One of the common themes around here is that it's bad when you let your lawyers make business decisions
. Why? Because lawyers understand the law, and they understand how to use the law -- but they don't often think through the business consequences
of using the law. Often, in fact, it's better for business not to use the laws -- even if you can. This has only gotten worse in the internet age -- where using the law to bully is all too often exposed for ridicule, making the impact on business even more negative. However, many companies still have a hard time learning this lesson, and the lawyers are still looking at every situation with their legal hammer as if it's a nail.
The latest such example occurred over the weekend with the Consumerist blog. Last week, the site had an informative, but not particularly earth-shattering, post about 22 "confessions" of a former Dell sales manager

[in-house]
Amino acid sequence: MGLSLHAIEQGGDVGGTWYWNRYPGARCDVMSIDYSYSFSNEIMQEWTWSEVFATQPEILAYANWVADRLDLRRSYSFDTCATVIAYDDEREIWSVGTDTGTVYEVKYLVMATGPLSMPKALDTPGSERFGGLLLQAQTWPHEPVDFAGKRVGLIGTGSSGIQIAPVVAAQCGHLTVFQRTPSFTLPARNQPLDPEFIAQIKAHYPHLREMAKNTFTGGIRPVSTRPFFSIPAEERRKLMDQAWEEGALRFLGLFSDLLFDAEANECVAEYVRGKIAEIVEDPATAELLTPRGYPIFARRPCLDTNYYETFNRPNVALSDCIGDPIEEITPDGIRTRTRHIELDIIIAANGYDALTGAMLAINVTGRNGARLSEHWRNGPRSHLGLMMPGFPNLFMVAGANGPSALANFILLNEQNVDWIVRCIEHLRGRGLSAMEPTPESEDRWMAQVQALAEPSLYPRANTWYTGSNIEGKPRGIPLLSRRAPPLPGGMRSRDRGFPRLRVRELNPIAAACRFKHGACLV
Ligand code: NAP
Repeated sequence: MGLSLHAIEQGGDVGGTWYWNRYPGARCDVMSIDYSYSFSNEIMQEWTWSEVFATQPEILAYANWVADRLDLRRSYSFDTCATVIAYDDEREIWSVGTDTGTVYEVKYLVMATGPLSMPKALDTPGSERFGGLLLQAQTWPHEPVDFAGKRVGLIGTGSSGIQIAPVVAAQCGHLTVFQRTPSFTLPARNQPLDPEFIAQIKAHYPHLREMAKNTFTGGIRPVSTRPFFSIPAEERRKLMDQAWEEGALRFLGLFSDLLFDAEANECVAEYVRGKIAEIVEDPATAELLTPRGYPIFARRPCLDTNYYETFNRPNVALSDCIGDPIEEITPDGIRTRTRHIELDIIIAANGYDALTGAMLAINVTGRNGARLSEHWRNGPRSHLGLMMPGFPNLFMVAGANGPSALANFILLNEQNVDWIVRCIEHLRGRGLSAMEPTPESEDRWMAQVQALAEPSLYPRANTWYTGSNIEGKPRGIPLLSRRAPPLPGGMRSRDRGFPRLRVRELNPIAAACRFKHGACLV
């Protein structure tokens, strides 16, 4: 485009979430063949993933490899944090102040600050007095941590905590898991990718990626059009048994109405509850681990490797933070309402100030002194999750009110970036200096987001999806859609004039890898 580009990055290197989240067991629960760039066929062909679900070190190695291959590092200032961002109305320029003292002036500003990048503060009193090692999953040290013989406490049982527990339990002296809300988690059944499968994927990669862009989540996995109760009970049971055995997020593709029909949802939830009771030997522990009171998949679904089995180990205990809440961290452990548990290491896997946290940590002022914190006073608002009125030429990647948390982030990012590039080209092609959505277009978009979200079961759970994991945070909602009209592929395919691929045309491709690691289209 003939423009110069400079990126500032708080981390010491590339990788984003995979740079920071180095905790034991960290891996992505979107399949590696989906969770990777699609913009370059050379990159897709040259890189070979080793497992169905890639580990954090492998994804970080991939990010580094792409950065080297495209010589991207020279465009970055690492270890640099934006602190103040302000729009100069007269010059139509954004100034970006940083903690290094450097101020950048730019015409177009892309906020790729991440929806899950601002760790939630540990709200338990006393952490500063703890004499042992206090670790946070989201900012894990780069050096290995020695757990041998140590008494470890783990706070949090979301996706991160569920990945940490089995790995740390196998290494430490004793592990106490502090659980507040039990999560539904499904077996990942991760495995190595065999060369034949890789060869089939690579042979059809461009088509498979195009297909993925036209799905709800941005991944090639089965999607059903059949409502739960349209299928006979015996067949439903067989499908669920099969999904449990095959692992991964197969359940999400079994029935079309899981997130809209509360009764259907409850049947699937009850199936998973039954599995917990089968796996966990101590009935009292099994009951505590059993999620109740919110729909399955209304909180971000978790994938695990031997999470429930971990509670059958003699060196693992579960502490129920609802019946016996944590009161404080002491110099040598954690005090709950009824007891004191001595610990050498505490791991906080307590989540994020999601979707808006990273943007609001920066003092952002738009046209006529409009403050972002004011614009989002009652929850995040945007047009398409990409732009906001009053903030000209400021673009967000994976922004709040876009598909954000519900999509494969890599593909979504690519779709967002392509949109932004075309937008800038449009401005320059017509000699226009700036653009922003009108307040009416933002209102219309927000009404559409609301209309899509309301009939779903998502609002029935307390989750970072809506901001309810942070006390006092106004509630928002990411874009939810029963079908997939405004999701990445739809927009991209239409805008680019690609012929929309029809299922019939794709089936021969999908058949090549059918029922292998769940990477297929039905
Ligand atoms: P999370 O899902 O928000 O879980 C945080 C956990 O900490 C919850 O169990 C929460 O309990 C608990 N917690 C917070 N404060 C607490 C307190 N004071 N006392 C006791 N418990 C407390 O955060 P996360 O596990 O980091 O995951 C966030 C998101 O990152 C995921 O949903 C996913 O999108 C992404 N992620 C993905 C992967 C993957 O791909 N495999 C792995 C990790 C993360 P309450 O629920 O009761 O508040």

, basically providing some good advice for people buying Dell (or, in some cases, other) computers. On Saturday, a Dell lawyer threatened the Consumerist
and demanded the site take the message down. Of course, what happens? For all the hype it got, you probably already know: Digg
all picked up the story of the takedown request -- and Dell was forced to apologize
and admit it had screwed up (yet again). Of course, this is the type of situation that companies should know enough to avoid already if they stopped focusing on having the lawyers do what they can do under the law, and focused more on what's best for business. This isn't to say that lawyers can't make business decisions -- but that just because you can do something under the law, it's important for anyone (lawyer or not) to take into account the overall impact on the business. Link to Original Source